As we paid a pretty close attention to that skeleton of this animal, which was exhibited in London, we may be permitted to state, that our conjectures led us to compare him with the rhinoceros. From the nature VOL. II.

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of the places where his spoils are found, he appears to have delighted in marshes, or watery grounds, for which he could be at no loss in the Savannahs of America. His food, most probably, was the succulent branches of trees; and recent information from America acquaints us, that a stomach of one of these animals has been found entire, by Bishop Maddison, of Virginia, containing the remains of leaves, twigs, and branches, in a mass, so that, certainly, he was not carnivorous. This creature would have little occasion to bite close to the earth in feeding: but, if his power of elongating his snout was equal to that of the rhinoceros, he might gather his food with facility, rather from branches above, than from herbage below. Whether he could employ his horns as the rhinoceros does his horn, in rending young trees which resisted his bite, we cannot tell; but we were desirous of further evidence that the defences, or horns attached to the specimen in London, were correctly formed, and accurately placed; nor, till an instance is found, in which they remain attached to the skull, shall we consider this particular as determined.

M. Dulac observes, that hitherto no horns of this creature have been procured in a perfect state; because, on exposure to the air, they crumble to dust, however firm they may appear when first discovered. He took the pains to saturate one of these with melted bear's grease, and by this means recovered it entire but it was taken by the English, on its passage to France. What has become of this specimen?

The structure of these horns differs greatly from that of ivory. The superficies is brown, the interior substance is formed of layers, like the bark of a tree; it is decomposed by the air, and occasions a slight bubbling in water, like that produced by calcareous stones.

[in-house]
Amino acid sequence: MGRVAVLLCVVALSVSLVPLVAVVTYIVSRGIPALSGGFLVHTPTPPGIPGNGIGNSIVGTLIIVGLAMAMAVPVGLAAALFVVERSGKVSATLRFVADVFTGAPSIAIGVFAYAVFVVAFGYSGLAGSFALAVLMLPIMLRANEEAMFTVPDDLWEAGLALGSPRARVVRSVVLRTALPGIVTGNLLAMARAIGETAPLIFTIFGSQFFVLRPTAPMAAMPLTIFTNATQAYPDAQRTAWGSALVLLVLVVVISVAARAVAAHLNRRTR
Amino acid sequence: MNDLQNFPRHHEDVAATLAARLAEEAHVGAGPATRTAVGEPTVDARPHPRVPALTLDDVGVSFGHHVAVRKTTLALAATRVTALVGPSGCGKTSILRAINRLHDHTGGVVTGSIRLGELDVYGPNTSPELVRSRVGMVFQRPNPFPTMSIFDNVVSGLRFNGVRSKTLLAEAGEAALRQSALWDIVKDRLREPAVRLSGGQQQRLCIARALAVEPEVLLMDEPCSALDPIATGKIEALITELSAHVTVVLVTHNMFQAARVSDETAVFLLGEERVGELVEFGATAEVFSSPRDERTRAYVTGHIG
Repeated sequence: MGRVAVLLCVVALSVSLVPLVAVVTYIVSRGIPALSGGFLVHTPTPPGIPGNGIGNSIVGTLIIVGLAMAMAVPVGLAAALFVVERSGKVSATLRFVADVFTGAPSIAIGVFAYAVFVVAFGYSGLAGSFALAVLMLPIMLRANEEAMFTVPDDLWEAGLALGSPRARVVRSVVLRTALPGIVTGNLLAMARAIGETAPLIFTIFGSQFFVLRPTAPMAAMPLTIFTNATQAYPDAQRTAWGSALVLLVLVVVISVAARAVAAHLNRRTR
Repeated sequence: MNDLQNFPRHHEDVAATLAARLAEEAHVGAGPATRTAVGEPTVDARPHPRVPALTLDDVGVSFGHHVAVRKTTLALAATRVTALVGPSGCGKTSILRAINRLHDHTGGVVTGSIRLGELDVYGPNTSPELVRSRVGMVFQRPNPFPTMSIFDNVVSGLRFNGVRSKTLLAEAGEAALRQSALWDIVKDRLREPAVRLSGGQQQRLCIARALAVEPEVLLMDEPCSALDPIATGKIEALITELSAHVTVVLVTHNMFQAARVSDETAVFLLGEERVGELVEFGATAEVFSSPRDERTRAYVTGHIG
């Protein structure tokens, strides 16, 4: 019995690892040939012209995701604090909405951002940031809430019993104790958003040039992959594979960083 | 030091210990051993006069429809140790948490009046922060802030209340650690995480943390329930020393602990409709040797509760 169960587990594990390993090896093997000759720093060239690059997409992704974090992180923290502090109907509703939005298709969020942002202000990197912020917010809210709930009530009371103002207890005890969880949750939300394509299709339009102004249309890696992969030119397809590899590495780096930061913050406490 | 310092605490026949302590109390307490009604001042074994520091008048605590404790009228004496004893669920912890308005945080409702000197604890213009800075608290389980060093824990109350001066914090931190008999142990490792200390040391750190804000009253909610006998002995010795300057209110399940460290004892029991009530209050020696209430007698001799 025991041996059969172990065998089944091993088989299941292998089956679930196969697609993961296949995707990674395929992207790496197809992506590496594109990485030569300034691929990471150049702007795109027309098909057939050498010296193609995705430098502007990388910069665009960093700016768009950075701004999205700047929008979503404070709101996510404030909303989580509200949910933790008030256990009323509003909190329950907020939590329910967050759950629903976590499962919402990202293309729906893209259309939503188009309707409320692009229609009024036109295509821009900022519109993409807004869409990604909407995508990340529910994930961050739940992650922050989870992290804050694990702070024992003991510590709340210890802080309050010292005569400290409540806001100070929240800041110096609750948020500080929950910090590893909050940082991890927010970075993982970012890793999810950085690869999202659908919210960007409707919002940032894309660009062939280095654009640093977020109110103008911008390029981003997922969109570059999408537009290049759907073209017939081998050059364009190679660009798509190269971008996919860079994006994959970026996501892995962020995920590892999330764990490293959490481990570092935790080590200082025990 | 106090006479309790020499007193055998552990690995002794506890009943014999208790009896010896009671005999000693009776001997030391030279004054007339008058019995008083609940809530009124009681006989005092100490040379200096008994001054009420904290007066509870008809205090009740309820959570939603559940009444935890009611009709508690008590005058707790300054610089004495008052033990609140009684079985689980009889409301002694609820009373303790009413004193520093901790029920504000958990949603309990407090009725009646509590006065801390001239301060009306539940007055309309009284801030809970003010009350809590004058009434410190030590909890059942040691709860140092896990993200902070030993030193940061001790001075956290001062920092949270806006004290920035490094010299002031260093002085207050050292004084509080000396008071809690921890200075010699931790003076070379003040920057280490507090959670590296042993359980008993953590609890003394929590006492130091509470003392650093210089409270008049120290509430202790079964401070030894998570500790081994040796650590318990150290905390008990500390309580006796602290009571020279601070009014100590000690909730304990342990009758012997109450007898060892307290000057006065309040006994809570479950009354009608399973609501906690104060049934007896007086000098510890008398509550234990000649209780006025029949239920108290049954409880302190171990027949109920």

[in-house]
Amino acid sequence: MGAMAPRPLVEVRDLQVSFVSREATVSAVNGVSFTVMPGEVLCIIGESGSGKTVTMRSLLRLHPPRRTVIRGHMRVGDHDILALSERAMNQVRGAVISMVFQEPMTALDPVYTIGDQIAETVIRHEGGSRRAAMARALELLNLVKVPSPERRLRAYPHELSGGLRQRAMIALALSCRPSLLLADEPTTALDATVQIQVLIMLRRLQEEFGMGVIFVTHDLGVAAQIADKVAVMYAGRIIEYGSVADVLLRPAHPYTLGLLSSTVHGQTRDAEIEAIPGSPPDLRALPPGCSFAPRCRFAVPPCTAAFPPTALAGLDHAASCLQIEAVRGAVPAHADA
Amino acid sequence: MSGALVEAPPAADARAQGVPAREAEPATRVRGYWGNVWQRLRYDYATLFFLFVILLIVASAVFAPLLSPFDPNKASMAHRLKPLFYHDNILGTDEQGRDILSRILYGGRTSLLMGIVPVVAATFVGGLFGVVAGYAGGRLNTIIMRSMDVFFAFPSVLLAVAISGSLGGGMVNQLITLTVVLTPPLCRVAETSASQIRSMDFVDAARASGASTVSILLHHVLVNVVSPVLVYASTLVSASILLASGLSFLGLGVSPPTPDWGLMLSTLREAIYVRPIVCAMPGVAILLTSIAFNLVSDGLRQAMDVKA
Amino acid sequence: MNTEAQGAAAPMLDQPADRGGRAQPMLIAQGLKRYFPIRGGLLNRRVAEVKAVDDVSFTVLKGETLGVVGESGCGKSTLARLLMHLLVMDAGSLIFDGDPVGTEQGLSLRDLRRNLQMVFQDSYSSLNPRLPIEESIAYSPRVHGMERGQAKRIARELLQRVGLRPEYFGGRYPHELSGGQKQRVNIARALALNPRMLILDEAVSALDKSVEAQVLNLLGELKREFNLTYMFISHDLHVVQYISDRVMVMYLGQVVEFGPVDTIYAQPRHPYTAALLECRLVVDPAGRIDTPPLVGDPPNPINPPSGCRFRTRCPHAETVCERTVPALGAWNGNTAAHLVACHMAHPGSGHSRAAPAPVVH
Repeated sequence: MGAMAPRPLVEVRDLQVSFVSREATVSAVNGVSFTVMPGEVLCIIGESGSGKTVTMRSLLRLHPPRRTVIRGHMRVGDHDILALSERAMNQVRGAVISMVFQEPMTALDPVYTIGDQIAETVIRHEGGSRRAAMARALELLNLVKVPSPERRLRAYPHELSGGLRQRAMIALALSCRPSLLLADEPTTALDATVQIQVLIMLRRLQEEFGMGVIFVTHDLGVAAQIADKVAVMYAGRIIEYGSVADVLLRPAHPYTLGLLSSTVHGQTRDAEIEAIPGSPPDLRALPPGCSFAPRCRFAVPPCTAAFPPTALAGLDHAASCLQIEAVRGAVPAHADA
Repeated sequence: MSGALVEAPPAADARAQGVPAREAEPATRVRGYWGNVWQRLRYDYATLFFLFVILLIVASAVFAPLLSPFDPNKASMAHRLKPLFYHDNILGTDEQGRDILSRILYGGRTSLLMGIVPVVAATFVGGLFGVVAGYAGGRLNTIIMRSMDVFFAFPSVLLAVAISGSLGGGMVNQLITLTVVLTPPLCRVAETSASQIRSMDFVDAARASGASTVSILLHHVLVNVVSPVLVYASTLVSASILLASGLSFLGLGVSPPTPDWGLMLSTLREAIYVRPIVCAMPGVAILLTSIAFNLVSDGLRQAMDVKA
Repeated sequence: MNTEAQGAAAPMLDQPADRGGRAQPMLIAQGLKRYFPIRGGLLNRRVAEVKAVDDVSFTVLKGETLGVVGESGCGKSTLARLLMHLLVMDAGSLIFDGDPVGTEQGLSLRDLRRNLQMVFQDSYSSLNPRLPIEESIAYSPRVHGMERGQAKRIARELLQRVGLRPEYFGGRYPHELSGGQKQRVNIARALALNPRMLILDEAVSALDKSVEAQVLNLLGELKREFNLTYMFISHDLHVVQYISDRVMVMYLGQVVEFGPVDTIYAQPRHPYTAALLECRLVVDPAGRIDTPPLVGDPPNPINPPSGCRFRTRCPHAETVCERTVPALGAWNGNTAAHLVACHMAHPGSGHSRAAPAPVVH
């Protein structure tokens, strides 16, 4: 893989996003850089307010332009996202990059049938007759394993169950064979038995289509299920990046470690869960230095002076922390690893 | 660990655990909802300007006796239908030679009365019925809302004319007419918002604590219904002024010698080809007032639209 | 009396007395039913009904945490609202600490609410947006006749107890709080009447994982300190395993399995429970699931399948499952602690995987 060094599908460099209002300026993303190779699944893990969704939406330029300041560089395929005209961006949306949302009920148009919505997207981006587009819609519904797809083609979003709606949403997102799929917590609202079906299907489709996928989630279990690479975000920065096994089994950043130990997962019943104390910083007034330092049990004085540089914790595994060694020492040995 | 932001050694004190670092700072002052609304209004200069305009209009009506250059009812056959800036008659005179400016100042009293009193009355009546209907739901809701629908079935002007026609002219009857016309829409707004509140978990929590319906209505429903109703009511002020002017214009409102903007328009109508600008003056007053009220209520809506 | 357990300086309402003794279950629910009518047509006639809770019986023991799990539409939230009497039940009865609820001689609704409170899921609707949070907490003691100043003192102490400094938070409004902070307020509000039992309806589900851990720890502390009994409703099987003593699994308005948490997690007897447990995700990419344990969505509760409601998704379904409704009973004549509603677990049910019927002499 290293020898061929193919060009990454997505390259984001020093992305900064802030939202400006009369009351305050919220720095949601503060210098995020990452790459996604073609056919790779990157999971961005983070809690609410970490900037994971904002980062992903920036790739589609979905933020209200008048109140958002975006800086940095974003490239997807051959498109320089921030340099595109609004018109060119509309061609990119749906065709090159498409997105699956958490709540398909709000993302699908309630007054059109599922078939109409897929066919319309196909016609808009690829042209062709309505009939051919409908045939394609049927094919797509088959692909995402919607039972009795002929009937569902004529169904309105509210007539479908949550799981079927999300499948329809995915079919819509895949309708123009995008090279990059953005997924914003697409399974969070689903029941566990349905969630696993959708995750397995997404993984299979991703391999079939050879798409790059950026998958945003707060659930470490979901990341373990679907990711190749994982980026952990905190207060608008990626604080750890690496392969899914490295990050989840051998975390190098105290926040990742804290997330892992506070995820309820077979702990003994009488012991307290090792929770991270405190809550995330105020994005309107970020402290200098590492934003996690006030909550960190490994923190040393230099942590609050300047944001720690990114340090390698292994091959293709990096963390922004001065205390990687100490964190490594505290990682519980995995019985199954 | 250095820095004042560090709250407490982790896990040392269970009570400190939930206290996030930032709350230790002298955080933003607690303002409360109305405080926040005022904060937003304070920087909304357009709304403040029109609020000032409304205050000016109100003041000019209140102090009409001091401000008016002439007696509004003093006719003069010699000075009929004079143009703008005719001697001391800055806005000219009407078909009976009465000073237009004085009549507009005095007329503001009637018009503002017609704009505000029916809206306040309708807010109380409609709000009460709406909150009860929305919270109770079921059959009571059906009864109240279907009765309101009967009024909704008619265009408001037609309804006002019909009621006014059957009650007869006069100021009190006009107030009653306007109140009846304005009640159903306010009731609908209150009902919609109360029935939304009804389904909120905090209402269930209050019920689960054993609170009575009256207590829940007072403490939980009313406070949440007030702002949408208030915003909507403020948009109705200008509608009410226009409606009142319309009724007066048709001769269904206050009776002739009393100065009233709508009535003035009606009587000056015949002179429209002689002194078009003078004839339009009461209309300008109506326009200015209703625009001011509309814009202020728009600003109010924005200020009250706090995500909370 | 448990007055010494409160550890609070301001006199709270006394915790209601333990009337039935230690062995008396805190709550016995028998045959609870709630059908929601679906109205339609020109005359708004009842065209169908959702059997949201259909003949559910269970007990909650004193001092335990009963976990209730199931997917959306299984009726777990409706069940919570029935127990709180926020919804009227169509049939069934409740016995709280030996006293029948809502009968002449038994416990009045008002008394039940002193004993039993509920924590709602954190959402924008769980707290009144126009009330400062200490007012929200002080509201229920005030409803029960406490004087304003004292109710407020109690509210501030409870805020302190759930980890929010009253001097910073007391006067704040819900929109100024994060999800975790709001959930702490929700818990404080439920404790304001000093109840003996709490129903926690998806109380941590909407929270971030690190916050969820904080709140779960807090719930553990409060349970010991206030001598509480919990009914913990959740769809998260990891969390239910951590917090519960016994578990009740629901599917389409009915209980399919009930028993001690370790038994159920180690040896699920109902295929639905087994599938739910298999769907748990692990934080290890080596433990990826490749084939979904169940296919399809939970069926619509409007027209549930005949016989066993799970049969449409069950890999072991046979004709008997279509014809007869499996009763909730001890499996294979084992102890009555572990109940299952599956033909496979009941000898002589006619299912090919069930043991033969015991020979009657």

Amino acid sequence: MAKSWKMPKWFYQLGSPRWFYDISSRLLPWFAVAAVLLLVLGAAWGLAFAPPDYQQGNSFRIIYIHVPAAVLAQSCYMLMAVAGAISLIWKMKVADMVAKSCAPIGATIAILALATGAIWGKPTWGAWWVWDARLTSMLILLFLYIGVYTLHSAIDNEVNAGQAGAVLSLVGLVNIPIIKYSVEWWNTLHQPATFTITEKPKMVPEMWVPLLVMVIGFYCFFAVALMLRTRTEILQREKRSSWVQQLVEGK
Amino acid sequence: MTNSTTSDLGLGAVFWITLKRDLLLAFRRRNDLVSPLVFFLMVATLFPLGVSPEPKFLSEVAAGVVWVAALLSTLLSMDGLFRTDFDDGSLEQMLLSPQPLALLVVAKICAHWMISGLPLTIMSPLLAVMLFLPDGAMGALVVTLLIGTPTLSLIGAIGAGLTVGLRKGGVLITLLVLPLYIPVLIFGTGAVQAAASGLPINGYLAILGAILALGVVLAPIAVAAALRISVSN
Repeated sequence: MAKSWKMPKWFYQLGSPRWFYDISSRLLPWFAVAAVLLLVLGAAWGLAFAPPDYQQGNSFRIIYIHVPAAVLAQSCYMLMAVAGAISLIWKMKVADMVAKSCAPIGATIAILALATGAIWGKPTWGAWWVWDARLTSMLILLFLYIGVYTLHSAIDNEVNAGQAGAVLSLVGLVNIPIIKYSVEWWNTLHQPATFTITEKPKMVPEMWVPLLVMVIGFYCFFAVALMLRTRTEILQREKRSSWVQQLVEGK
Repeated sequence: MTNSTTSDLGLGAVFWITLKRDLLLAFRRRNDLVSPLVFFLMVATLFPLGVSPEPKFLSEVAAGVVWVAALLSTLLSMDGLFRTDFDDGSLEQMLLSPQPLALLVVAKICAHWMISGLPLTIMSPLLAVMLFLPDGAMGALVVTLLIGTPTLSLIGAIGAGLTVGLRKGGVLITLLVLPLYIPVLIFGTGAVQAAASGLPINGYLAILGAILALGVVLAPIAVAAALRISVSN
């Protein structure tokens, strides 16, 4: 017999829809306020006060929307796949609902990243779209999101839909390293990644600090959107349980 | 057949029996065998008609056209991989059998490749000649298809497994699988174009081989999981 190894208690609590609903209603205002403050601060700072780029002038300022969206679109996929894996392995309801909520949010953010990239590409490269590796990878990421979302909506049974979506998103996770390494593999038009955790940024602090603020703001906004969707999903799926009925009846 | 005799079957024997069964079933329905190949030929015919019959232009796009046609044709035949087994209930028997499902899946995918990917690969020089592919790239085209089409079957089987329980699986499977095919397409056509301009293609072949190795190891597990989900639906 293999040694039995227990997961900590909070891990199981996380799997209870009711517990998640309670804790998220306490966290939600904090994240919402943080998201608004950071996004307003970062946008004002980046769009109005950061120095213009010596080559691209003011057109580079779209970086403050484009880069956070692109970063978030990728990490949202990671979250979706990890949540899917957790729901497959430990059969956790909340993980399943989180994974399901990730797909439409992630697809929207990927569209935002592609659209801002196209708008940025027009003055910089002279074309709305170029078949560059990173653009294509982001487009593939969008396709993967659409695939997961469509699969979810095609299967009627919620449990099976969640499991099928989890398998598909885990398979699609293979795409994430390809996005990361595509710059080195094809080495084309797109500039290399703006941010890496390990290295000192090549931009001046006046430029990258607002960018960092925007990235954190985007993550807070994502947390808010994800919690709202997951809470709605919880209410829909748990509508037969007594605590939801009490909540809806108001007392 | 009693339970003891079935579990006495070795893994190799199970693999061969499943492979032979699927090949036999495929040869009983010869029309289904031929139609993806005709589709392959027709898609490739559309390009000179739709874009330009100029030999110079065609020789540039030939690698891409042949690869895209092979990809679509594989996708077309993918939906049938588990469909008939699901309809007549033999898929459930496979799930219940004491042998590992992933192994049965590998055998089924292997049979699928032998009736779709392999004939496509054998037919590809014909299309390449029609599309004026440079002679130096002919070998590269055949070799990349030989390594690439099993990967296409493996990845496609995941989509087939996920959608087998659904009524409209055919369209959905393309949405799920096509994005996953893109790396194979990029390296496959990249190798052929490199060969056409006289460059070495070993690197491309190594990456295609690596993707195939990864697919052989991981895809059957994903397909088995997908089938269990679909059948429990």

It deserves notice, that these fossil remains are found, in some places, in considerable quantities, lying together, whence we may infer that the animals were gregarious; which is another indication of their being herbivorous, and in this, also, they agree with the elephant. But we are not inclined to restrict the habitation of this animal to America, till a further investigation of the regions of Siberia may enable us to determine, whether some of the bones occasionally found fossil in that country, belong to this animal, or to others equal in dimensions

M. Dulac communicates information, not void of interest, respecting Lower Lousiana, but this has not the same novelty to recommend it, as his description of Upper Louisiana; from which, therefore, we have se lected our abstracts.

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Art. XX. Resa igenom en del af England och Skottland; or Travels through Parts of England and Scotland, in the Years 1802 and 1803, by ERIC. TH. SVEDENSTJERNA. Stockholm. 8vo.

THERE are few classes of literature so amply and yet so insuffici

ently supplied, as that which comprizes voyages and travels. We meet, sometimes, with a dry detail of miscellaneous occurrences, sometimes with sentimental declamation; but very seldom with a book that enlarges the bounds of useful science, at the same time that it pleases and interests the casual reader. A work that imparts scientific disco